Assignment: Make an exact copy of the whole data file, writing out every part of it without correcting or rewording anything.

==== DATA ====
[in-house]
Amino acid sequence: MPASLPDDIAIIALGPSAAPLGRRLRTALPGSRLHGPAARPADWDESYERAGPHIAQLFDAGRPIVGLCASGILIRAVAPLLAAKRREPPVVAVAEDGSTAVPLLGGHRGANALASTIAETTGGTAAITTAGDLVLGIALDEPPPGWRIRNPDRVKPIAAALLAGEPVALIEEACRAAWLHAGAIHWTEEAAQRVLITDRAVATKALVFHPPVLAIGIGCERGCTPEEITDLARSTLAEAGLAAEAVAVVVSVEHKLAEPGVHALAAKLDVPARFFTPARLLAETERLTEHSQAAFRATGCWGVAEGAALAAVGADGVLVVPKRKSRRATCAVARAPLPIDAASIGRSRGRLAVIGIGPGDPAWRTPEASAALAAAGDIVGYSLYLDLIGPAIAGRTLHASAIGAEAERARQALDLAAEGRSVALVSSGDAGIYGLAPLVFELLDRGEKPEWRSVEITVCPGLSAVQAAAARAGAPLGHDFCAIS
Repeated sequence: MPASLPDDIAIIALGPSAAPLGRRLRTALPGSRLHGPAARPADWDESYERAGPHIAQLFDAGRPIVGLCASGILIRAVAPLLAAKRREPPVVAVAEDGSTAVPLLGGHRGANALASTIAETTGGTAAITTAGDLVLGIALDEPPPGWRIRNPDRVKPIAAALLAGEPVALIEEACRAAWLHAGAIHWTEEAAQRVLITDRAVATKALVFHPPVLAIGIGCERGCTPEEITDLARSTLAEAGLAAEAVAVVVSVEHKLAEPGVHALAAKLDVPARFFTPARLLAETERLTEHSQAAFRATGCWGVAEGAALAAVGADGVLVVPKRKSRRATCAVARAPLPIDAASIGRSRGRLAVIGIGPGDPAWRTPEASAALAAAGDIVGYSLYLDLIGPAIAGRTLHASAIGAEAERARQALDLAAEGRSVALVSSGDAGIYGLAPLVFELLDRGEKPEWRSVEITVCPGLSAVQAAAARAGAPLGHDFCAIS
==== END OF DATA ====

[in-house]
Amino acid sequence: MPASLPDDIAIIALGPSAAPLGRRLRTALPGSRLHGPAARPADWDESYERAGPHIAQLFDAGRPIVGLCASGILIRAVAPLLAAKRREPPVVAVAEDGSTAVPLLGGHRGANALASTIAETTGGTAAITTAGDLVLGIALDEPPPGWRIRNPDRVKPIAAALLAGEPVALIEEACRAAWLHAGAIHWTEEAAQRVLITDRAVATKALVFHPPVLAIGIGCERGCTPEEITDLARSTLAEAGLAAEAVAVVVSVEHKLAEPGVHALAAKLDVPARFFTPARLLAETERLTEHSQAAFRATGCWGVAEGAALAAVGADGVLVVPKRKSRRATCAVARAPLPIDAASIGRSRGRLAVIGIGPGDPAWRTPEASAALAAAGDIVGYSLYLDLIGPAIAGRTLHASAIGAEAERARQALDLAAEGRSVALVSSGDAGIYGLAPLVFELLDRGEKPEWRSVEITVCPGLSAVQAAAARAGAPLGHDFCAIS
Repeated sequence: MPASLPDDIAIIALGPSAAPLGRRLRTALPGSRLHGPAARPADWDESYERAGPHIAQLFDAGRPIVGLCASGILIRAVAPLLAAKRREPPVVAVAEDGSTAVPLLGGHRGANALASTIAETTGGTAAITTAGDLVLGIALDEPPPGWRIRNPDRVKPIAAALLAGEPVALIEEACRAAWLHAGAIHWTEEAAQRVLITDRAVATKALVFHPPVLAIGIGCERGCTPEEITDLARSTLAEAGLAAEAVAVVVSVEHKLAEPGVHALAAKLDVPARFFTPARLLAETERLTEHSQAAFRATGCWGVAEGAALAAVGADGVLVVPKRKSRRATCAVARAPLPIDAASIGRSRGRLAVIGIGPGDPAWRTPEASAALAAAGDIVGYSLYLDLIGPAIAGRTLHASAIGAEAERARQALDLAAEGRSVALVSSGDAGIYGLAPLVFELLDRGEKPEWRSVEITVCPGLSAVQAAAARAGAPLGHDFCAIS